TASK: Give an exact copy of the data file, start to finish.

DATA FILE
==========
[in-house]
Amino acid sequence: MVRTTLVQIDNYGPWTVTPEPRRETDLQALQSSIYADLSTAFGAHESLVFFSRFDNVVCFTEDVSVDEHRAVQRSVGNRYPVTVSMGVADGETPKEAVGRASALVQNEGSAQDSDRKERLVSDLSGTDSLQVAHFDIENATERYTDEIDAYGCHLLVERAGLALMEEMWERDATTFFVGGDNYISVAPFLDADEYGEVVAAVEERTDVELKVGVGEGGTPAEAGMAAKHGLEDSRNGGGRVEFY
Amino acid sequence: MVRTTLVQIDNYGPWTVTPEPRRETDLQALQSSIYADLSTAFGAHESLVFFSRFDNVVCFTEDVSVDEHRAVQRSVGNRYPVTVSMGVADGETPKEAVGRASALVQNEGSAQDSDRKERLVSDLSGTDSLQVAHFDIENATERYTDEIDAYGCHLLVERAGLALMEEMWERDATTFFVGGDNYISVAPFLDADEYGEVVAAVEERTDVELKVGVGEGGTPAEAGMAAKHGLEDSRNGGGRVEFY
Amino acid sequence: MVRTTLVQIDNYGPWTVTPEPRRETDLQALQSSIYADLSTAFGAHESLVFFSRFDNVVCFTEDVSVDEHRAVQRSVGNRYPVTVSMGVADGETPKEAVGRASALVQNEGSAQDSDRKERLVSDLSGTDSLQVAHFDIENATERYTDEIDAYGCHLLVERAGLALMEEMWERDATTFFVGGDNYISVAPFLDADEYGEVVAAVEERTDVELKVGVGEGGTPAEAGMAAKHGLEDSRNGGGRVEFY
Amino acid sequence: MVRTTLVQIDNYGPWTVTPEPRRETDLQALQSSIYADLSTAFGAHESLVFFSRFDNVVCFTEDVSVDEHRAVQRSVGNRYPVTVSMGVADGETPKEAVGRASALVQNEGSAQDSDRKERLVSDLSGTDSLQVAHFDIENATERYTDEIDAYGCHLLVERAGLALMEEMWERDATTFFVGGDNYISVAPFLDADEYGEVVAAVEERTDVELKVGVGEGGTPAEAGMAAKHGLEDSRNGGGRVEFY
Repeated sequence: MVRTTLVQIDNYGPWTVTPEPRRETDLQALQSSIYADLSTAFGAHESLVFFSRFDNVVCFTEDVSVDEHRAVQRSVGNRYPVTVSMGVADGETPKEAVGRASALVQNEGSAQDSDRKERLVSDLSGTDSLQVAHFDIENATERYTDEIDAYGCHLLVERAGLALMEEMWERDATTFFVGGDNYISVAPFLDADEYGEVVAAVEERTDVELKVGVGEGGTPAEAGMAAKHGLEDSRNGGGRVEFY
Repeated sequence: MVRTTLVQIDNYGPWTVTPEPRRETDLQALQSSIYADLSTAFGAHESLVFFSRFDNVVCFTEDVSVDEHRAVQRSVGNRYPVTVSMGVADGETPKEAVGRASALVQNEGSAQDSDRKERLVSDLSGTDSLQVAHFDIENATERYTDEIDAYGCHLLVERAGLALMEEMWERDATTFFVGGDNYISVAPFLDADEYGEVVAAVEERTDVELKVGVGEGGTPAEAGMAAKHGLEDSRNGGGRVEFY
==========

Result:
[in-house]
Amino acid sequence: MVRTTLVQIDNYGPWTVTPEPRRETDLQALQSSIYADLSTAFGAHESLVFFSRFDNVVCFTEDVSVDEHRAVQRSVGNRYPVTVSMGVADGETPKEAVGRASALVQNEGSAQDSDRKERLVSDLSGTDSLQVAHFDIENATERYTDEIDAYGCHLLVERAGLALMEEMWERDATTFFVGGDNYISVAPFLDADEYGEVVAAVEERTDVELKVGVGEGGTPAEAGMAAKHGLEDSRNGGGRVEFY
Amino acid sequence: MVRTTLVQIDNYGPWTVTPEPRRETDLQALQSSIYADLSTAFGAHESLVFFSRFDNVVCFTEDVSVDEHRAVQRSVGNRYPVTVSMGVADGETPKEAVGRASALVQNEGSAQDSDRKERLVSDLSGTDSLQVAHFDIENATERYTDEIDAYGCHLLVERAGLALMEEMWERDATTFFVGGDNYISVAPFLDADEYGEVVAAVEERTDVELKVGVGEGGTPAEAGMAAKHGLEDSRNGGGRVEFY
Amino acid sequence: MVRTTLVQIDNYGPWTVTPEPRRETDLQALQSSIYADLSTAFGAHESLVFFSRFDNVVCFTEDVSVDEHRAVQRSVGNRYPVTVSMGVADGETPKEAVGRASALVQNEGSAQDSDRKERLVSDLSGTDSLQVAHFDIENATERYTDEIDAYGCHLLVERAGLALMEEMWERDATTFFVGGDNYISVAPFLDADEYGEVVAAVEERTDVELKVGVGEGGTPAEAGMAAKHGLEDSRNGGGRVEFY
Amino acid sequence: MVRTTLVQIDNYGPWTVTPEPRRETDLQALQSSIYADLSTAFGAHESLVFFSRFDNVVCFTEDVSVDEHRAVQRSVGNRYPVTVSMGVADGETPKEAVGRASALVQNEGSAQDSDRKERLVSDLSGTDSLQVAHFDIENATERYTDEIDAYGCHLLVERAGLALMEEMWERDATTFFVGGDNYISVAPFLDADEYGEVVAAVEERTDVELKVGVGEGGTPAEAGMAAKHGLEDSRNGGGRVEFY
Repeated sequence: MVRTTLVQIDNYGPWTVTPEPRRETDLQALQSSIYADLSTAFGAHESLVFFSRFDNVVCFTEDVSVDEHRAVQRSVGNRYPVTVSMGVADGETPKEAVGRASALVQNEGSAQDSDRKERLVSDLSGTDSLQVAHFDIENATERYTDEIDAYGCHLLVERAGLALMEEMWERDATTFFVGGDNYISVAPFLDADEYGEVVAAVEERTDVELKVGVGEGGTPAEAGMAAKHGLEDSRNGGGRVEFY
Repeated sequence: MVRTTLVQIDNYGPWTVTPEPRRETDLQALQSSIYADLSTAFGAHESLVFFSRFDNVVCFTEDVSVDEHRAVQRSVGNRYPVTVSMGVADGETPKEAVGRASALVQNEGSAQDSDRKERLVSDLSGTDSLQVAHFDIENATERYTDEIDAYGCHLLVERAGLALMEEMWERDATTFFVGGDNYISVAPFLDADEYGEVVAAVEERTDVELKVGVGEGGTPAEAGMAAKHGLEDSRNGGGRVEFY